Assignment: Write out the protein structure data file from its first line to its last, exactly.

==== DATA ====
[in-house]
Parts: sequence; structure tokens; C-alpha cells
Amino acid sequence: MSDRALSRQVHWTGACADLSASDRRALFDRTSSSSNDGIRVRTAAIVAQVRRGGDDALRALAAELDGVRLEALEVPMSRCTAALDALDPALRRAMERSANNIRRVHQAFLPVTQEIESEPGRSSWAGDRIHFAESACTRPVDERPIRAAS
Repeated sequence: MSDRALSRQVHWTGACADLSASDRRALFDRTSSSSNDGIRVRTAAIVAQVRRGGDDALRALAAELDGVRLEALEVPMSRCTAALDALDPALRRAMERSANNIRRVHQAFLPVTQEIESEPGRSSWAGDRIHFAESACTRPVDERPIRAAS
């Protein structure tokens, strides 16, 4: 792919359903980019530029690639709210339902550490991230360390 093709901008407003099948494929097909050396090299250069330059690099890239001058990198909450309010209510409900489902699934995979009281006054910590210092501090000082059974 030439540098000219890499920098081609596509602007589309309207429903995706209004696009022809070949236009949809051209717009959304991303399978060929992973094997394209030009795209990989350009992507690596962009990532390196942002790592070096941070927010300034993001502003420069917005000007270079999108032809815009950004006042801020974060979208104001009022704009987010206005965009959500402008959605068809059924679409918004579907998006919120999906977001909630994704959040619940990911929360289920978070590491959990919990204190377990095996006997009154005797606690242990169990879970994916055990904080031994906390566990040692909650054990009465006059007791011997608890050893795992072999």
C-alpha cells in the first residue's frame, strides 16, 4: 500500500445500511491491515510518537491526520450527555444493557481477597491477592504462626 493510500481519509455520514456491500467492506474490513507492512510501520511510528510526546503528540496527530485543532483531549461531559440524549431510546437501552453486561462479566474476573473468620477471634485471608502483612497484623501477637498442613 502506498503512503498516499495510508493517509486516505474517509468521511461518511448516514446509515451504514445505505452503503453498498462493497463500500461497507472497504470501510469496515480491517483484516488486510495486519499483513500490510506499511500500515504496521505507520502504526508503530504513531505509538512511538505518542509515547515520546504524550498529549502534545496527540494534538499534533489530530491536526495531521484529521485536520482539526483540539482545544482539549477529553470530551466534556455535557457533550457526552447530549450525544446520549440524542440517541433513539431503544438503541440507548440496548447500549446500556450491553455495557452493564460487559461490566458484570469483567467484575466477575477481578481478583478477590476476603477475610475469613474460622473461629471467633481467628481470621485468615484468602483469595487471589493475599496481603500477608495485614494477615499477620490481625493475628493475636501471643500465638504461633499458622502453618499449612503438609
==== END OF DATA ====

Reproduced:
[in-house]
Parts: sequence; structure tokens; C-alpha cells
Amino acid sequence: MSDRALSRQVHWTGACADLSASDRRALFDRTSSSSNDGIRVRTAAIVAQVRRGGDDALRALAAELDGVRLEALEVPMSRCTAALDALDPALRRAMERSANNIRRVHQAFLPVTQEIESEPGRSSWAGDRIHFAESACTRPVDERPIRAAS
Repeated sequence: MSDRALSRQVHWTGACADLSASDRRALFDRTSSSSNDGIRVRTAAIVAQVRRGGDDALRALAAELDGVRLEALEVPMSRCTAALDALDPALRRAMERSANNIRRVHQAFLPVTQEIESEPGRSSWAGDRIHFAESACTRPVDERPIRAAS
């Protein structure tokens, strides 16, 4: 792919359903980019530029690639709210339902550490991230360390 093709901008407003099948494929097909050396090299250069330059690099890239001058990198909450309010209510409900489902699934995979009281006054910590210092501090000082059974 030439540098000219890499920098081609596509602007589309309207429903995706209004696009022809070949236009949809051209717009959304991303399978060929992973094997394209030009795209990989350009992507690596962009990532390196942002790592070096941070927010300034993001502003420069917005000007270079999108032809815009950004006042801020974060979208104001009022704009987010206005965009959500402008959605068809059924679409918004579907998006919120999906977001909630994704959040619940990911929360289920978070590491959990919990204190377990095996006997009154005797606690242990169990879970994916055990904080031994906390566990040692909650054990009465006059007791011997608890050893795992072999």
C-alpha cells in the first residue's frame, strides 16, 4: 500500500445500511491491515510518537491526520450527555444493557481477597491477592504462626 493510500481519509455520514456491500467492506474490513507492512510501520511510528510526546503528540496527530485543532483531549461531559440524549431510546437501552453486561462479566474476573473468620477471634485471608502483612497484623501477637498442613 502506498503512503498516499495510508493517509486516505474517509468521511461518511448516514446509515451504514445505505452503503453498498462493497463500500461497507472497504470501510469496515480491517483484516488486510495486519499483513500490510506499511500500515504496521505507520502504526508503530504513531505509538512511538505518542509515547515520546504524550498529549502534545496527540494534538499534533489530530491536526495531521484529521485536520482539526483540539482545544482539549477529553470530551466534556455535557457533550457526552447530549450525544446520549440524542440517541433513539431503544438503541440507548440496548447500549446500556450491553455495557452493564460487559461490566458484570469483567467484575466477575477481578481478583478477590476476603477475610475469613474460622473461629471467633481467628481470621485468615484468602483469595487471589493475599496481603500477608495485614494477615499477620490481625493475628493475636501471643500465638504461633499458622502453618499449612503438609